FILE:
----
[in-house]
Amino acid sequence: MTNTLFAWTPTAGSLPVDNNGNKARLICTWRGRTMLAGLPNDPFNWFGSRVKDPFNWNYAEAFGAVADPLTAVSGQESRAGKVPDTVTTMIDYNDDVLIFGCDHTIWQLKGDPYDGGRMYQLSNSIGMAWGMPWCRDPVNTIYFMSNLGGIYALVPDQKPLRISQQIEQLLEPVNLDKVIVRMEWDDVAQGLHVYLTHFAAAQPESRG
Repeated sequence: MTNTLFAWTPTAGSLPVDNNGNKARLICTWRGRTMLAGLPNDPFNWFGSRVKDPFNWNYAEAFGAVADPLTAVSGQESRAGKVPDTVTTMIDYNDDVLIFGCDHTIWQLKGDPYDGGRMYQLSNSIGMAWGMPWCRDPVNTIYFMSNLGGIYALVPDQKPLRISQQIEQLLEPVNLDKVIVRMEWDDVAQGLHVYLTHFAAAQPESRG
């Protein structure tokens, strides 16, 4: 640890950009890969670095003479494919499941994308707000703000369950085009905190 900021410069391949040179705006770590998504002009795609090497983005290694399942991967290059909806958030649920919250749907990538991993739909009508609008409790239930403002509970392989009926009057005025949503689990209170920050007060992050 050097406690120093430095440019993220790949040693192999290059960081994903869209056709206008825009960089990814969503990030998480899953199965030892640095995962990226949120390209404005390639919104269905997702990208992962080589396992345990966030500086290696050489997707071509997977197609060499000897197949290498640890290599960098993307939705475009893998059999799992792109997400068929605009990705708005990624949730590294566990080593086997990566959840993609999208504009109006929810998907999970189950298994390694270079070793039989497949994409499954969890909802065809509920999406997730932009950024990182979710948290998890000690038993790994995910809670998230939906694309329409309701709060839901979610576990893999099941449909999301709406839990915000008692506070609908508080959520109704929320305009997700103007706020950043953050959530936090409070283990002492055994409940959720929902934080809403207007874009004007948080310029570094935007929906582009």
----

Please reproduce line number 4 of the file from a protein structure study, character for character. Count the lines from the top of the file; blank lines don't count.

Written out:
């Protein structure tokens, strides 16, 4: 640890950009890969670095003479494919499941994308707000703000369950085009905190 900021410069391949040179705006770590998504002009795609090497983005290694399942991967290059909806958030649920919250749907990538991993739909009508609008409790239930403002509970392989009926009057005025949503689990209170920050007060992050 050097406690120093430095440019993220790949040693192999290059960081994903869209056709206008825009960089990814969503990030998480899953199965030892640095995962990226949120390209404005390639919104269905997702990208992962080589396992345990966030500086290696050489997707071509997977197609060499000897197949290498640890290599960098993307939705475009893998059999799992792109997400068929605009990705708005990624949730590294566990080593086997990566959840993609999208504009109006929810998907999970189950298994390694270079070793039989497949994409499954969890909802065809509920999406997730932009950024990182979710948290998890000690038993790994995910809670998230939906694309329409309701709060839901979610576990893999099941449909999301709406839990915000008692506070609908508080959520109704929320305009997700103007706020950043953050959530936090409070283990002492055994409940959720929902934080809403207007874009004007948080310029570094935007929906582009």